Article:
Though it is internationally known for its catastrophic wildfires and earthquakes, California is no stranger to floods — particularly during the heavy rains that accompany its winters. In fact, 7 million Californians live in flood-prone areas. Despite this, just one in four Golden State homes sitting in what the federal government considers a flood hazard zone are covered by flood insurance. That gap spells trouble for thousands of homeowners in Southern California, which has been battered by a series of storms over the last week. 

The torrential rain and wind are the result of what’s called an atmospheric river, a channel of moisture that can be up to 375 miles wide and carry the equivalent of two Amazon Rivers’ worth of water. Downed trees and mudslides that resulted from the downpour killed nine people, and half a million homes and businesses went without power across the state in recent weeks.

San Diego and Los Angeles, where the river stalled out and dumped more than 10 inches of rain, were hit the hardest. Thousands of homeowners trying to repair the water damage are now in for a rude surprise when they discover that their standard-issue home insurance doesn’t cover floods. The lack of protection stems not only from misperceptions about the likelihood of flooding in sunny California and common misunderstandings of what basic home insurance covers, but also regulatory shortcomings by the federal government, which is supposed to ensure that all the country’s high-risk homes are insured in the event of floods. As climate change intensifies the state’s atmospheric river storms, the problem is only poised to grow.

“[Flood insurance] uptake in California is half the national average,” said Jeffrey Mount, a geomorphologist and a senior fellow at the nonprofit Public Policy Institute of California. “We’re really bad when it comes to that.”

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In the eight Southern California counties where the governor has declared an emergency, roughly 52,000 homes and businesses are covered by flood insurance. That’s less than 1 percent of the total number of homes in the region. One reason is cost: A yearly flood policy can cost between $500 and $1,000. In a state with a housing crunch and high cost of living, purchasing flood insurance may be out of reach for many residents who already struggle with the required cost of homeownership, including standard home insurance. Mount added that severe flooding events are quickly forgotten even by those who have lived through them, especially in a state where so many other ecological crises are constantly in the headlines. 

“Disaster fatigue is a real thing,” said Mount. “People wear out hearing they’re going to die from earthquakes, fires, and floods, and they get numb, and they don’t take actions to protect themselves.”

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Such concerns are only likely to increase in a warming world. A warmer atmosphere and ocean mean an atmospheric river can pick up more water as it crosses the ocean before dumping water on land. The presence of a strong El Niño, a weather pattern that is characterized by warmer Pacific Ocean temperatures, also supercharged the atmospheric river that hit California this month.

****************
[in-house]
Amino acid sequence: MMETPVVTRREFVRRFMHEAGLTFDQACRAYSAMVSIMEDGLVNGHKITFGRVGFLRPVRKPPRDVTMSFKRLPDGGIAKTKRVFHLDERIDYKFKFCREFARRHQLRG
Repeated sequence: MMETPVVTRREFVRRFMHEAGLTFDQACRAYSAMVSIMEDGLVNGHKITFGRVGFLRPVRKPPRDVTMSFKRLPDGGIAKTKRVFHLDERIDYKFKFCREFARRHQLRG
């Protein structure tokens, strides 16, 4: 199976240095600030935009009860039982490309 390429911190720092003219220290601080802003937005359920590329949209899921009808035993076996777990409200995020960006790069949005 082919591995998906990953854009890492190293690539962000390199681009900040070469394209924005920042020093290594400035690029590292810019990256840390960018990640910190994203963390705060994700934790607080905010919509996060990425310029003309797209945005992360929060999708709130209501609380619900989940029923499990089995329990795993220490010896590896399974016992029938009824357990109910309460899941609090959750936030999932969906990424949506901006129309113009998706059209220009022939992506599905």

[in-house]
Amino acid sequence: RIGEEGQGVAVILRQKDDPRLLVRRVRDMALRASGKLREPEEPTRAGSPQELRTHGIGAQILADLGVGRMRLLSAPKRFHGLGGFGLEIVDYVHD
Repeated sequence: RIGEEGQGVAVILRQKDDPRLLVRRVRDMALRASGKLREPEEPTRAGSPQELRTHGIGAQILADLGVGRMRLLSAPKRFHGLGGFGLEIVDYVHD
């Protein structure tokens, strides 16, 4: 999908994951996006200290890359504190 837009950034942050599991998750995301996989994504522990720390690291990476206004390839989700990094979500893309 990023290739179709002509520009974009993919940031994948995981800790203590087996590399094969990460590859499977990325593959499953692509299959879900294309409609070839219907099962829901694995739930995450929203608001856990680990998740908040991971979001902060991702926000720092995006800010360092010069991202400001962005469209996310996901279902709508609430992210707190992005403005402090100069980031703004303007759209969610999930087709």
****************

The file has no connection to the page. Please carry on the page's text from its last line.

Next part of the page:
“The combination of a warming atmosphere and co-occurrence of the El Niño event both conspired to generate the conditions we’ve seen now along with a healthy dose of random luck,” said Daniel Swain, a climate scientist at the University of California, Los Angeles. Although attribution studies have not yet been conducted on the atmospheric river that has doused California in the last week, Swain estimated that absent climate change, precipitation levels would have been 5 to 15 percent lower.

“That’s not a small number,” said Swain. “We’re talking about a couple extra inches of rain, and two inches of rain in Los Angeles would be a pretty big storm in its own right in a typical year.”

Flood coverage is mandatory for those obtaining a federally-backed mortgage in a part of the state that the Federal Emergency Management Agency, or FEMA, has deemed a “special hazard flood area.” The policy is supposed to protect both homeowners taking on hundreds of thousands of dollars in debt and the federal government, which ultimately bears the risk when a borrower defaults. However, FEMA, which runs the national flood insurance program, does not keep track of compliance with the rule. Neither do lenders. As a result, a homeowner may purchase a flood policy when they secure a mortgage but fail to renew it in subsequent years. A 2006 FEMA study found that compliance with the requirement ranged between 43 percent in the midwest and 88 percent in western states. 

California, however, may be the exception in this latter region. Mount, the water policy expert, found that just a quarter of homes in parts of the state with high flood risk comply with the federal rule.

“Nobody’s policing it,” said Mount. “There’s no mechanism to go in and threaten people and say, ‘If you don’t get flood insurance, we’re going to take your mortgage away from you.’”

Mount added that the floods California has seen in the past month are “not floods of the affluent.” People with low economic resilience are often hit hardest by flooding because they tend not to be able to afford insurance and have limited resources to get back on their feet. For instance, in San Diego, which experienced its rainiest day since 1850 last month, low-income communities and communities of color were among the worst affected by flooding

“This is a social justice issue,” said Mount. “The people who can least afford it are the ones that usually get whacked, and those same communities can’t come up with the money to try and fix their infrastructure.”